I will begin placing swarm traps next week if the temps stay warm enough. AT this point my entire sustainable bee keeping project has failed actually, even if I saved the few hives remaining I had to do so using resources that were shipped here and not naturally available, ie. sugar. It lasted for four years and started with one hive acquired locally that built up to ten hives last Summer until the drought hit. If I can find a source I may order in a few queens around May and start over once again, especially if as I suspect, there are few swarms between now and then. If I can managed to catch even two swarms however I will not order any queens because I still want this to be a local bee only sustainable operation if at all possible. Five years ago there was not a honey bee to be found outside on the Small-Hold flowers for the most part, at least now I know there is a feral population around locally so as long as the wild side effects are still alive I can rebuild.

In a sense however I wonder if being out where we are didn't hurt my bees more than help them. We are well out of forage range of any real watered plant life. Had I been closer to a city they might have had enough watered lawns and the like to survive. Just something I been thinking about.

First order of business will be placing swarm traps and then seeing if the remaining hives are thinking about swarming themselves. If they are I will make a split and get a new hive placed for the garden apiary.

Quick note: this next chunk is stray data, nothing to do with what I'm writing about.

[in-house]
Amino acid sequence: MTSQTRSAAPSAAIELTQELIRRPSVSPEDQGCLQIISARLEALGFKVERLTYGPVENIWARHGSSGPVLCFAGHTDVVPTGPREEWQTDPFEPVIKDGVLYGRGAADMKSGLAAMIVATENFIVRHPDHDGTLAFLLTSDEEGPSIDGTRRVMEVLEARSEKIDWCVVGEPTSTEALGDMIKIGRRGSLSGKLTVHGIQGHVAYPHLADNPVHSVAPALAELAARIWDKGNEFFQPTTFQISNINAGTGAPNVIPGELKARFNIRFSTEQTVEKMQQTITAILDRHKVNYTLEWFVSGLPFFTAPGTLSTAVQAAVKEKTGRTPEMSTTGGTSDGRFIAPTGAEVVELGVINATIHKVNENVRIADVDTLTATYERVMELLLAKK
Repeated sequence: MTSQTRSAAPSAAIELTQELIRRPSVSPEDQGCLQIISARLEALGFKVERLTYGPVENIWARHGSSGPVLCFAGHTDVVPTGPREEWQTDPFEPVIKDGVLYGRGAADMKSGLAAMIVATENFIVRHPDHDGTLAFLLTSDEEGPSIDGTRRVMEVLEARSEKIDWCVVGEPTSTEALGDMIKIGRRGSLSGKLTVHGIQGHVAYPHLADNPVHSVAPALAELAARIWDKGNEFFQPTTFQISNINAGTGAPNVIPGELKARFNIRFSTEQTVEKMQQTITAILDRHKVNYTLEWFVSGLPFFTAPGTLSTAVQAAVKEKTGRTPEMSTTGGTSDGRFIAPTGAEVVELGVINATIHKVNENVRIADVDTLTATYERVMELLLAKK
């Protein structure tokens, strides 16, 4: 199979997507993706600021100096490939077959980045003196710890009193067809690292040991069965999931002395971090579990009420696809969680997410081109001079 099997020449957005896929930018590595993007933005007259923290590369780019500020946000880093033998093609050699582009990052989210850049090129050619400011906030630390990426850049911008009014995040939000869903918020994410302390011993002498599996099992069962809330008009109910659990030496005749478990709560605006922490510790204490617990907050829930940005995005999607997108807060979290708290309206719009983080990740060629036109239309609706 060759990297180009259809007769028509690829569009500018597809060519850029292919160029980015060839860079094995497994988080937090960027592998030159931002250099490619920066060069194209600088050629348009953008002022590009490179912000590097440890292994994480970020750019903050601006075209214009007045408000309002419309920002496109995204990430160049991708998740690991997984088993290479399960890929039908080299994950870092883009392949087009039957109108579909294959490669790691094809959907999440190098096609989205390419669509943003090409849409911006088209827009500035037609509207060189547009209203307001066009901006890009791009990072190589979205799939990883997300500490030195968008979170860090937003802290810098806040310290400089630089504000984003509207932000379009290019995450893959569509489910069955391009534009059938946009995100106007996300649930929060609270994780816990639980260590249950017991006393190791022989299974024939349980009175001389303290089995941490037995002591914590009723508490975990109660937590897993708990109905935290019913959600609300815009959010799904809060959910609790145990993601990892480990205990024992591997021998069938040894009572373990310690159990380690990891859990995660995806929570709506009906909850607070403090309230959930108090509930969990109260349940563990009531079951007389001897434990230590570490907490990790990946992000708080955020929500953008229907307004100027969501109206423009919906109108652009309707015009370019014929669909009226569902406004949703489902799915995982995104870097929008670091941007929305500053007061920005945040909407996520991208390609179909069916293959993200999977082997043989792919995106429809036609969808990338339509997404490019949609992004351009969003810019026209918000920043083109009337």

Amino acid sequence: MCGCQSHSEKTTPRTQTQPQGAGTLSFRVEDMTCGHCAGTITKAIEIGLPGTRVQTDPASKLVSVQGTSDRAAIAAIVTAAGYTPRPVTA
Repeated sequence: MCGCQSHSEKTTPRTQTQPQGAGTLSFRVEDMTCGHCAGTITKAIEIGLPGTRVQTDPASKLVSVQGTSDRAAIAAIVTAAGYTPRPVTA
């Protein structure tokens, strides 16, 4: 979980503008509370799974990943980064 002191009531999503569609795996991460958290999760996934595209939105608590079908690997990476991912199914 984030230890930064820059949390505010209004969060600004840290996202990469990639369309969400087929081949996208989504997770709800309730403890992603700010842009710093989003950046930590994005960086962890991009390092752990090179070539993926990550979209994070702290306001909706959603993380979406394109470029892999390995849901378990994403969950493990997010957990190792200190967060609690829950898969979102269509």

On the bright side I have a whole lot of ready to go hives put together and painted not to mention drawn out frames of comb to give any new splits or swarms a nice head start this year and an ample supply of old black comb to use in the swarm traps as bait.

One final lesson for us sustainable preppers. Drought kills and will continue to kill long after the rains (or snow) start to fall on the ground once again. The earth does not heal quickly. It takes time and that is why we prep.

Keep Prepping Everyone!!!


  1. Have you ever looked into growing sugar beets for your bees? I know that it's how alot of old timers used to get their sugar because it was too expensive to buy. I'm not sure how labor intensive it would be. They also used the remaining pulp to fatten up livestock. Just an idea.

    1. I looked into them a while back but the process for rendering them into sugar as I remember did not seem to be something you could do on a small scale. At least I believe that was the conclusion I came to. Really my plan was to keep enough honey back to feed back to the hives when needed but there was so little this Summer I never got any to even feed back.

  2. That sugar beet idea might be something good for you to look into. I know they grow sugar beets as far north as Dakota. Good luck with your bees, the drought would be devastating in a grid down situation, but it is still pretty bad right now. The long range forecast is calling for a possible repeat in the Midwest. If it is another severe drought in that area, it will change the farming community for years to come.

    1. Sorry, I just checked and you are too far south to grow sugar beets. You might could eek by in a non-commercial situation, it might be worth a shot just to try something new.

    2. Sd - I hadn't looked at where the beets could be grown. I seem to remember the process of turning the beets into sugar needed something that was not easy to reproduce or use but it has been a long time since I looked so I maybe remembering it wrong.